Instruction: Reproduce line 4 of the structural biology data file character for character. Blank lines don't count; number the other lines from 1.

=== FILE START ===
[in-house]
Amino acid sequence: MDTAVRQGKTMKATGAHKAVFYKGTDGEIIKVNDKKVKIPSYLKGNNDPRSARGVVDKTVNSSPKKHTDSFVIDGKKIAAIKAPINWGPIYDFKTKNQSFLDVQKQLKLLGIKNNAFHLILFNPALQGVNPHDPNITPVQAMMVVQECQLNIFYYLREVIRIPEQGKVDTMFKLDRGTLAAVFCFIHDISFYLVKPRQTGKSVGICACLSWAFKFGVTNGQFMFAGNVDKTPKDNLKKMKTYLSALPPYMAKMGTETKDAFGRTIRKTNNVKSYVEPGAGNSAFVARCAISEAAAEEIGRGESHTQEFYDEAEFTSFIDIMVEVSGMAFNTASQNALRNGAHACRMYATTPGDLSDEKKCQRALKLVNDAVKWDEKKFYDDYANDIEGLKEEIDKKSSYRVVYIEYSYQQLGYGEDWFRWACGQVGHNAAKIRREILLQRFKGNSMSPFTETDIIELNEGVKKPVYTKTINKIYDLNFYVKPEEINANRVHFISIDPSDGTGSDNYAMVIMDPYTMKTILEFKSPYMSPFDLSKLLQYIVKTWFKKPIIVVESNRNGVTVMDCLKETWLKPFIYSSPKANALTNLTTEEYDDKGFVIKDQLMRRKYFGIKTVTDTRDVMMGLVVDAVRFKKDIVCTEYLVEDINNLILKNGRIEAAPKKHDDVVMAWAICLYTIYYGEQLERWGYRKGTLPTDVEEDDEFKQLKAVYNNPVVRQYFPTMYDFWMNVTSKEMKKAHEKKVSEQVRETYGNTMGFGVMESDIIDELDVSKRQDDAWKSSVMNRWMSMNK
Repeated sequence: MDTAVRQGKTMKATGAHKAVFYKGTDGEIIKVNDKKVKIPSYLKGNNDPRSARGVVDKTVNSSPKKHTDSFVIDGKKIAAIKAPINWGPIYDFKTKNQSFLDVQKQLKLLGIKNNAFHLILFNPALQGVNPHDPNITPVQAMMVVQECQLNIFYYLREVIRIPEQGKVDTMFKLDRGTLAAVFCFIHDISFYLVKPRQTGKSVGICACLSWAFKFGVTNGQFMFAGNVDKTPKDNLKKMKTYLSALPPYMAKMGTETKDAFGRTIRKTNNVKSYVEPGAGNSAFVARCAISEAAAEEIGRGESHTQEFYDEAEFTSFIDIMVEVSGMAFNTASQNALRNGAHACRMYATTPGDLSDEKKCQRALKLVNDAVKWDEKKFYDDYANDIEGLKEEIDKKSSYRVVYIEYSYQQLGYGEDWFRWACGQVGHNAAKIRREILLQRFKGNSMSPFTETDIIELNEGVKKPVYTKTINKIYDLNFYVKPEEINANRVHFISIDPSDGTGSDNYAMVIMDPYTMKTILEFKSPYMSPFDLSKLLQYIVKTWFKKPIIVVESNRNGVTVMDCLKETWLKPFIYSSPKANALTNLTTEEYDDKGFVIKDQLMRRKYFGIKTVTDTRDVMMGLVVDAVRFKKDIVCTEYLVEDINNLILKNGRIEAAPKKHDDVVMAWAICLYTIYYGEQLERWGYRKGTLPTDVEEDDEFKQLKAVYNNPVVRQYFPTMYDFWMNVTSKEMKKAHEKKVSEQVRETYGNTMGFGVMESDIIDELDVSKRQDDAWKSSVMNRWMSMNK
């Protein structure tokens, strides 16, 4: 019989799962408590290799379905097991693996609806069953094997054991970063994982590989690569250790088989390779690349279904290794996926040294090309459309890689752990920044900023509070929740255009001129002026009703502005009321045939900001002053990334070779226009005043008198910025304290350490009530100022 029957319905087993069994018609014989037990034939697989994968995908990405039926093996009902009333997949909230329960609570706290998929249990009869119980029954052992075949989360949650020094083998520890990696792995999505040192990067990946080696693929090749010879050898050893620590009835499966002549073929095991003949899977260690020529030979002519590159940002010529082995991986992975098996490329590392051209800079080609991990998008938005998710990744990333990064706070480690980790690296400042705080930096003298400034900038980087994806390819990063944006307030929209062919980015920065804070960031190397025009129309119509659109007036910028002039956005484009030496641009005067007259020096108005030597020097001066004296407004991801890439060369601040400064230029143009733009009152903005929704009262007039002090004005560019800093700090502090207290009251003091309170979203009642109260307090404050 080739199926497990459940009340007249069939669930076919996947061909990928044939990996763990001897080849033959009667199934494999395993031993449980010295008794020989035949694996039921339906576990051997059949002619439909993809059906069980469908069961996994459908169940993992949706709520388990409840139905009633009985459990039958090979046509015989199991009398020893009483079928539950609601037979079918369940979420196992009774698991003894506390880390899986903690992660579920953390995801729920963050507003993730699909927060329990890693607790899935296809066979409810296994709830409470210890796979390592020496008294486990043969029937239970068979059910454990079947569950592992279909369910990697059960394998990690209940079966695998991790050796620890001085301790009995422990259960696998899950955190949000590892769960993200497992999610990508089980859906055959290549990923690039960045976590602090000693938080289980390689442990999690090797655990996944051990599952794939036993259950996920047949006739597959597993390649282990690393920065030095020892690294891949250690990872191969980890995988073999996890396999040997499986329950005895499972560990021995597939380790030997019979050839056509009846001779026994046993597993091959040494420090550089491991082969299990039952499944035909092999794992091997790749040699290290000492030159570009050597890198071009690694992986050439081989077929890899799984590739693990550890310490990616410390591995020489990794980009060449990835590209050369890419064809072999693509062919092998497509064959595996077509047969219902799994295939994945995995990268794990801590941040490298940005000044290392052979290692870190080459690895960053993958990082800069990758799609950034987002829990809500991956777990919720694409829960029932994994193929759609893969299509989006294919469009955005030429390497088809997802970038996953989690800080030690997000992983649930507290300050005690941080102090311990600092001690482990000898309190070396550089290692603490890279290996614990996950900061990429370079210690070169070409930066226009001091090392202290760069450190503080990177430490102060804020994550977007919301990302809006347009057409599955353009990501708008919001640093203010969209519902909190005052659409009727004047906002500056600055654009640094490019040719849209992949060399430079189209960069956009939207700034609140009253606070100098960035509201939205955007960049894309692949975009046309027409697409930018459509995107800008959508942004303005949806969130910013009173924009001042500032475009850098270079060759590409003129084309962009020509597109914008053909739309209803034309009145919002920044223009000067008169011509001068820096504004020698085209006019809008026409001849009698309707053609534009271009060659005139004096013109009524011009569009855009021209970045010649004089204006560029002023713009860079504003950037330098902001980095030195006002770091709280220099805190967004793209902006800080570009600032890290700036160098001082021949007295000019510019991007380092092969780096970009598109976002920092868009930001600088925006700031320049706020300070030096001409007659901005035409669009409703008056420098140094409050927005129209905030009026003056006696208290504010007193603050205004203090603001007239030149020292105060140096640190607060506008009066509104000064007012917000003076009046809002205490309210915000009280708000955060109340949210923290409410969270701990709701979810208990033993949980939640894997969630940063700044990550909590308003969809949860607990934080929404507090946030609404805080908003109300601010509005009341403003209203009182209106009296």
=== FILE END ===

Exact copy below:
């Protein structure tokens, strides 16, 4: 019989799962408590290799379905097991693996609806069953094997054991970063994982590989690569250790088989390779690349279904290794996926040294090309459309890689752990920044900023509070929740255009001129002026009703502005009321045939900001002053990334070779226009005043008198910025304290350490009530100022 029957319905087993069994018609014989037990034939697989994968995908990405039926093996009902009333997949909230329960609570706290998929249990009869119980029954052992075949989360949650020094083998520890990696792995999505040192990067990946080696693929090749010879050898050893620590009835499966002549073929095991003949899977260690020529030979002519590159940002010529082995991986992975098996490329590392051209800079080609991990998008938005998710990744990333990064706070480690980790690296400042705080930096003298400034900038980087994806390819990063944006307030929209062919980015920065804070960031190397025009129309119509659109007036910028002039956005484009030496641009005067007259020096108005030597020097001066004296407004991801890439060369601040400064230029143009733009009152903005929704009262007039002090004005560019800093700090502090207290009251003091309170979203009642109260307090404050 080739199926497990459940009340007249069939669930076919996947061909990928044939990996763990001897080849033959009667199934494999395993031993449980010295008794020989035949694996039921339906576990051997059949002619439909993809059906069980469908069961996994459908169940993992949706709520388990409840139905009633009985459990039958090979046509015989199991009398020893009483079928539950609601037979079918369940979420196992009774698991003894506390880390899986903690992660579920953390995801729920963050507003993730699909927060329990890693607790899935296809066979409810296994709830409470210890796979390592020496008294486990043969029937239970068979059910454990079947569950592992279909369910990697059960394998990690209940079966695998991790050796620890001085301790009995422990259960696998899950955190949000590892769960993200497992999610990508089980859906055959290549990923690039960045976590602090000693938080289980390689442990999690090797655990996944051990599952794939036993259950996920047949006739597959597993390649282990690393920065030095020892690294891949250690990872191969980890995988073999996890396999040997499986329950005895499972560990021995597939380790030997019979050839056509009846001779026994046993597993091959040494420090550089491991082969299990039952499944035909092999794992091997790749040699290290000492030159570009050597890198071009690694992986050439081989077929890899799984590739693990550890310490990616410390591995020489990794980009060449990835590209050369890419064809072999693509062919092998497509064959595996077509047969219902799994295939994945995995990268794990801590941040490298940005000044290392052979290692870190080459690895960053993958990082800069990758799609950034987002829990809500991956777990919720694409829960029932994994193929759609893969299509989006294919469009955005030429390497088809997802970038996953989690800080030690997000992983649930507290300050005690941080102090311990600092001690482990000898309190070396550089290692603490890279290996614990996950900061990429370079210690070169070409930066226009001091090392202290760069450190503080990177430490102060804020994550977007919301990302809006347009057409599955353009990501708008919001640093203010969209519902909190005052659409009727004047906002500056600055654009640094490019040719849209992949060399430079189209960069956009939207700034609140009253606070100098960035509201939205955007960049894309692949975009046309027409697409930018459509995107800008959508942004303005949806969130910013009173924009001042500032475009850098270079060759590409003129084309962009020509597109914008053909739309209803034309009145919002920044223009000067008169011509001068820096504004020698085209006019809008026409001849009698309707053609534009271009060659005139004096013109009524011009569009855009021209970045010649004089204006560029002023713009860079504003950037330098902001980095030195006002770091709280220099805190967004793209902006800080570009600032890290700036160098001082021949007295000019510019991007380092092969780096970009598109976002920092868009930001600088925006700031320049706020300070030096001409007659901005035409669009409703008056420098140094409050927005129209905030009026003056006696208290504010007193603050205004203090603001007239030149020292105060140096640190607060506008009066509104000064007012917000003076009046809002205490309210915000009280708000955060109340949210923290409410969270701990709701979810208990033993949980939640894997969630940063700044990550909590308003969809949860607990934080929404507090946030609404805080908003109300601010509005009341403003209203009182209106009296």